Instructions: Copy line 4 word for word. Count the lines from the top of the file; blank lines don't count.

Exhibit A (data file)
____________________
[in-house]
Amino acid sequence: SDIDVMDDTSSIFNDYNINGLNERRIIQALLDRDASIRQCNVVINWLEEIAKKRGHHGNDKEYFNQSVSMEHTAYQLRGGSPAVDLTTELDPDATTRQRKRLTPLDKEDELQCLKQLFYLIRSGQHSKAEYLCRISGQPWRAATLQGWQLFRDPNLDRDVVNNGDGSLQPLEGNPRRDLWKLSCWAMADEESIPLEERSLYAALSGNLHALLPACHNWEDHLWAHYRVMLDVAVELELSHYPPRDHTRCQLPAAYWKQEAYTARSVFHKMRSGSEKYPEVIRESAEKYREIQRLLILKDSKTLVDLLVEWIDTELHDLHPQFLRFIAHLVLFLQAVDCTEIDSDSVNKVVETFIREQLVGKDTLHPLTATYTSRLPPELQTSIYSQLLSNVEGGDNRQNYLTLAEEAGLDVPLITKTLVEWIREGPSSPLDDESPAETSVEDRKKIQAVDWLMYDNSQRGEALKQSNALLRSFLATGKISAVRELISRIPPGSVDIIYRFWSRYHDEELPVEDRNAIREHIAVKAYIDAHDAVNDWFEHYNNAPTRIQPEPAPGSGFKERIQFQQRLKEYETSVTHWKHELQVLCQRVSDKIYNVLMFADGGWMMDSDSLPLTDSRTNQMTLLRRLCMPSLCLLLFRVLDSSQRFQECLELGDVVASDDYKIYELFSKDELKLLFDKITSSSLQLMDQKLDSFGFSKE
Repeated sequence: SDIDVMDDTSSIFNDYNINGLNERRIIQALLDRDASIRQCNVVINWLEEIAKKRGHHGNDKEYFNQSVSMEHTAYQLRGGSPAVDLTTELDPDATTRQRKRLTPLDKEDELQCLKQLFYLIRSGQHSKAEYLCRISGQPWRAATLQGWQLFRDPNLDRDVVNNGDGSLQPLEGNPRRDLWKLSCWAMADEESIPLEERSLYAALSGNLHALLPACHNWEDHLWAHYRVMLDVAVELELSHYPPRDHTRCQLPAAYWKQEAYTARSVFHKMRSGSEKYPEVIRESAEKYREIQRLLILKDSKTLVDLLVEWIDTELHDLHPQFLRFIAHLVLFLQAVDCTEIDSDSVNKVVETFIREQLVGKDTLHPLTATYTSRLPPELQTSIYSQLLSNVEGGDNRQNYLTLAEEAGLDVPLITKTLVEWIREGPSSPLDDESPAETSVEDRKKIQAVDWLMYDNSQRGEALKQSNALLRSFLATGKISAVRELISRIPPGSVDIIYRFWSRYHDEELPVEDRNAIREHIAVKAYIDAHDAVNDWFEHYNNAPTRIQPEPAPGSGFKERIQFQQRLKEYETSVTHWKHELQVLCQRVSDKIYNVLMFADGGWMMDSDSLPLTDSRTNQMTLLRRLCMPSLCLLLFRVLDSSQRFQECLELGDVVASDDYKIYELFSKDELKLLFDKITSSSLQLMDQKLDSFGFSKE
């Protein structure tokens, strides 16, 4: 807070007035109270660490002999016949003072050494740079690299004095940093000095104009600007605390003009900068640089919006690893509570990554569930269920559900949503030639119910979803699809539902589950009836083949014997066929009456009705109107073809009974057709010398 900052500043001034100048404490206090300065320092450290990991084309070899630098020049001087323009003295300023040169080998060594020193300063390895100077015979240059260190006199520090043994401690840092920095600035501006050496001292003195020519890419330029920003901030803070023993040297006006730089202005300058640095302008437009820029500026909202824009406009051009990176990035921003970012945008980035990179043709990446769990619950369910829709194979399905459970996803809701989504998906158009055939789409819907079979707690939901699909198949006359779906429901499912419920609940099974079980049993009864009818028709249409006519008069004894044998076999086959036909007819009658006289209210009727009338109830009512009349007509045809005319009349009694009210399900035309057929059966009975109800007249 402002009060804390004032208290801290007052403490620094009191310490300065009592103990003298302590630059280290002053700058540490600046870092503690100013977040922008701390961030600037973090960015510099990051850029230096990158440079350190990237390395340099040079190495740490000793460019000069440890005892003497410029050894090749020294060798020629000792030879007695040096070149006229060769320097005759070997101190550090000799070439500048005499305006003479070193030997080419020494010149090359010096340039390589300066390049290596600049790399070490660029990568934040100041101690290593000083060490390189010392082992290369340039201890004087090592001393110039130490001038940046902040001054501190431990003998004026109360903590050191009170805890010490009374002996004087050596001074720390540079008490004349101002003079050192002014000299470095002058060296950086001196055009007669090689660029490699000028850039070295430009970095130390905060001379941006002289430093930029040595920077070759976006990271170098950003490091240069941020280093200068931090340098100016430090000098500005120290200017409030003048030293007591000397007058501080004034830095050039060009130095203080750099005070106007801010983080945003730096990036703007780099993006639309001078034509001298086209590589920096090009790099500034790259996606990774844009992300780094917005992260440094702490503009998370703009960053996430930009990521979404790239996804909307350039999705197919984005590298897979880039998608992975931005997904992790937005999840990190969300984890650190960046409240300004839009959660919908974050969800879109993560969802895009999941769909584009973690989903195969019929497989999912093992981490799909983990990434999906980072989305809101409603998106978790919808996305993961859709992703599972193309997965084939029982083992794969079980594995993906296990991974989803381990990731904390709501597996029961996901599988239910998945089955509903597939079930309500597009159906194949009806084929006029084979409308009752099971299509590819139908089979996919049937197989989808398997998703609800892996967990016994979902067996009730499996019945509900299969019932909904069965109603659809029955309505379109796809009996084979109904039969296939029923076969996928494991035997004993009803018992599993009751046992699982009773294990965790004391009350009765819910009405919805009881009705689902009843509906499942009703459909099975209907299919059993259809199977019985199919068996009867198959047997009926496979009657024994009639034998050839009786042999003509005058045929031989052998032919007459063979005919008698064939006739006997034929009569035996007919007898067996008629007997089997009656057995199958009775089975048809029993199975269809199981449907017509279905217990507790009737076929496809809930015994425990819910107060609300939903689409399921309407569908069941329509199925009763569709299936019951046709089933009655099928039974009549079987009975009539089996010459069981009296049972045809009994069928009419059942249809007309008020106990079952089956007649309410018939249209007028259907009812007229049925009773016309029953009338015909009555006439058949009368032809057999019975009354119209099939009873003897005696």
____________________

């Protein structure tokens, strides 16, 4: 807070007035109270660490002999016949003072050494740079690299004095940093000095104009600007605390003009900068640089919006690893509570990554569930269920559900949503030639119910979803699809539902589950009836083949014997066929009456009705109107073809009974057709010398 900052500043001034100048404490206090300065320092450290990991084309070899630098020049001087323009003295300023040169080998060594020193300063390895100077015979240059260190006199520090043994401690840092920095600035501006050496001292003195020519890419330029920003901030803070023993040297006006730089202005300058640095302008437009820029500026909202824009406009051009990176990035921003970012945008980035990179043709990446769990619950369910829709194979399905459970996803809701989504998906158009055939789409819907079979707690939901699909198949006359779906429901499912419920609940099974079980049993009864009818028709249409006519008069004894044998076999086959036909007819009658006289209210009727009338109830009512009349007509045809005319009349009694009210399900035309057929059966009975109800007249 402002009060804390004032208290801290007052403490620094009191310490300065009592103990003298302590630059280290002053700058540490600046870092503690100013977040922008701390961030600037973090960015510099990051850029230096990158440079350190990237390395340099040079190495740490000793460019000069440890005892003497410029050894090749020294060798020629000792030879007695040096070149006229060769320097005759070997101190550090000799070439500048005499305006003479070193030997080419020494010149090359010096340039390589300066390049290596600049790399070490660029990568934040100041101690290593000083060490390189010392082992290369340039201890004087090592001393110039130490001038940046902040001054501190431990003998004026109360903590050191009170805890010490009374002996004087050596001074720390540079008490004349101002003079050192002014000299470095002058060296950086001196055009007669090689660029490699000028850039070295430009970095130390905060001379941006002289430093930029040595920077070759976006990271170098950003490091240069941020280093200068931090340098100016430090000098500005120290200017409030003048030293007591000397007058501080004034830095050039060009130095203080750099005070106007801010983080945003730096990036703007780099993006639309001078034509001298086209590589920096090009790099500034790259996606990774844009992300780094917005992260440094702490503009998370703009960053996430930009990521979404790239996804909307350039999705197919984005590298897979880039998608992975931005997904992790937005999840990190969300984890650190960046409240300004839009959660919908974050969800879109993560969802895009999941769909584009973690989903195969019929497989999912093992981490799909983990990434999906980072989305809101409603998106978790919808996305993961859709992703599972193309997965084939029982083992794969079980594995993906296990991974989803381990990731904390709501597996029961996901599988239910998945089955509903597939079930309500597009159906194949009806084929006029084979409308009752099971299509590819139908089979996919049937197989989808398997998703609800892996967990016994979902067996009730499996019945509900299969019932909904069965109603659809029955309505379109796809009996084979109904039969296939029923076969996928494991035997004993009803018992599993009751046992699982009773294990965790004391009350009765819910009405919805009881009705689902009843509906499942009703459909099975209907299919059993259809199977019985199919068996009867198959047997009926496979009657024994009639034998050839009786042999003509005058045929031989052998032919007459063979005919008698064939006739006997034929009569035996007919007898067996008629007997089997009656057995199958009775089975048809029993199975269809199981449907017509279905217990507790009737076929496809809930015994425990819910107060609300939903689409399921309407569908069941329509199925009763569709299936019951046709089933009655099928039974009549079987009975009539089996010459069981009296049972045809009994069928009419059942249809007309008020106990079952089956007649309410018939249209007028259907009812007229049925009773016309029953009338015909009555006439058949009368032809057999019975009354119209099939009873003897005696």